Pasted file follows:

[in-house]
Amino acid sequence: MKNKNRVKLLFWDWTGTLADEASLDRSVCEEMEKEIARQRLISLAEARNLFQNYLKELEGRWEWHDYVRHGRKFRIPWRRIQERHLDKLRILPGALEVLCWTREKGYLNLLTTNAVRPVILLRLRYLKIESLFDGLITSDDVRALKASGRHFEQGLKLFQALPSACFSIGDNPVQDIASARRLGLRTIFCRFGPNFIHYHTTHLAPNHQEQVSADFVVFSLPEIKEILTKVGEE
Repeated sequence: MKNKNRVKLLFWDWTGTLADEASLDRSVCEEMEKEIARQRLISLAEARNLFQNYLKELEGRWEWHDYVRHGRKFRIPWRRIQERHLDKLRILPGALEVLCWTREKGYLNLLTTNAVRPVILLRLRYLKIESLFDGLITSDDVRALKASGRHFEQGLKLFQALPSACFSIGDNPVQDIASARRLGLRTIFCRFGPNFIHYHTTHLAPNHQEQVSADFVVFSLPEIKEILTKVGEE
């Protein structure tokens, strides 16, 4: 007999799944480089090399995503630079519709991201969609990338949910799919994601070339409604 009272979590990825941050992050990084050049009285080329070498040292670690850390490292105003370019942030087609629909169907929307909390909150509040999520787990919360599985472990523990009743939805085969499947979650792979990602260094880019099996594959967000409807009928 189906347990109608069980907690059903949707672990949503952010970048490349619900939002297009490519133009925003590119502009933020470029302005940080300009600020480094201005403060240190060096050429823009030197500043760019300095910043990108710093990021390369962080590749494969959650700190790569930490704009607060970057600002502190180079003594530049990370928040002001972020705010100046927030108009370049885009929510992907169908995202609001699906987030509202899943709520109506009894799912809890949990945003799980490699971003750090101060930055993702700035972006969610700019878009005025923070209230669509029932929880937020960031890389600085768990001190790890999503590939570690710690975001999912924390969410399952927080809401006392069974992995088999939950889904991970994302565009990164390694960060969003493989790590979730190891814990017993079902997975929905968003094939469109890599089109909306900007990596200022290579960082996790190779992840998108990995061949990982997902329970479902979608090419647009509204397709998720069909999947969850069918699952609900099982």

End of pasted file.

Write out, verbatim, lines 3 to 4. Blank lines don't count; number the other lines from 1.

Repeated sequence: MKNKNRVKLLFWDWTGTLADEASLDRSVCEEMEKEIARQRLISLAEARNLFQNYLKELEGRWEWHDYVRHGRKFRIPWRRIQERHLDKLRILPGALEVLCWTREKGYLNLLTTNAVRPVILLRLRYLKIESLFDGLITSDDVRALKASGRHFEQGLKLFQALPSACFSIGDNPVQDIASARRLGLRTIFCRFGPNFIHYHTTHLAPNHQEQVSADFVVFSLPEIKEILTKVGEE
């Protein structure tokens, strides 16, 4: 007999799944480089090399995503630079519709991201969609990338949910799919994601070339409604 009272979590990825941050992050990084050049009285080329070498040292670690850390490292105003370019942030087609629909169907929307909390909150509040999520787990919360599985472990523990009743939805085969499947979650792979990602260094880019099996594959967000409807009928 189906347990109608069980907690059903949707672990949503952010970048490349619900939002297009490519133009925003590119502009933020470029302005940080300009600020480094201005403060240190060096050429823009030197500043760019300095910043990108710093990021390369962080590749494969959650700190790569930490704009607060970057600002502190180079003594530049990370928040002001972020705010100046927030108009370049885009929510992907169908995202609001699906987030509202899943709520109506009894799912809890949990945003799980490699971003750090101060930055993702700035972006969610700019878009005025923070209230669509029932929880937020960031890389600085768990001190790890999503590939570690710690975001999912924390969410399952927080809401006392069974992995088999939950889904991970994302565009990164390694960060969003493989790590979730190891814990017993079902997975929905968003094939469109890599089109909306900007990596200022290579960082996790190779992840998108990995061949990982997902329970479902979608090419647009509204397709998720069909999947969850069918699952609900099982």